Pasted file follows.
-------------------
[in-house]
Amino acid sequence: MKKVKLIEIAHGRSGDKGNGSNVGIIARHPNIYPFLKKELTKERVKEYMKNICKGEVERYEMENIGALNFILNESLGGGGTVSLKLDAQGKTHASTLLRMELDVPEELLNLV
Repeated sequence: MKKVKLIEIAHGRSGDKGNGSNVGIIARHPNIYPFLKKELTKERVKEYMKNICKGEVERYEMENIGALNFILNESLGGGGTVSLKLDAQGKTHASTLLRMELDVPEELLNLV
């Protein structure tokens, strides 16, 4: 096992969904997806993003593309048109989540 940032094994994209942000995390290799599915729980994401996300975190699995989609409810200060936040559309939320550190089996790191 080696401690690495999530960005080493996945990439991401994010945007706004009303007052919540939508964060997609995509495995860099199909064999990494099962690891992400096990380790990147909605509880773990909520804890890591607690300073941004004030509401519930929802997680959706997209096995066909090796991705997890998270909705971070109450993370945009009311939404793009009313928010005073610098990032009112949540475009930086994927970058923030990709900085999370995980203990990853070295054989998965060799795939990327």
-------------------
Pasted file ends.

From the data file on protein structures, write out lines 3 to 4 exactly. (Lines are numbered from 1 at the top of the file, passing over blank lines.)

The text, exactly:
Repeated sequence: MKKVKLIEIAHGRSGDKGNGSNVGIIARHPNIYPFLKKELTKERVKEYMKNICKGEVERYEMENIGALNFILNESLGGGGTVSLKLDAQGKTHASTLLRMELDVPEELLNLV
């Protein structure tokens, strides 16, 4: 096992969904997806993003593309048109989540 940032094994994209942000995390290799599915729980994401996300975190699995989609409810200060936040559309939320550190089996790191 080696401690690495999530960005080493996945990439991401994010945007706004009303007052919540939508964060997609995509495995860099199909064999990494099962690891992400096990380790990147909605509880773990909520804890890591607690300073941004004030509401519930929802997680959706997209096995066909090796991705997890998270909705971070109450993370945009009311939404793009009313928010005073610098990032009112949540475009930086994927970058923030990709900085999370995980203990990853070295054989998965060799795939990327």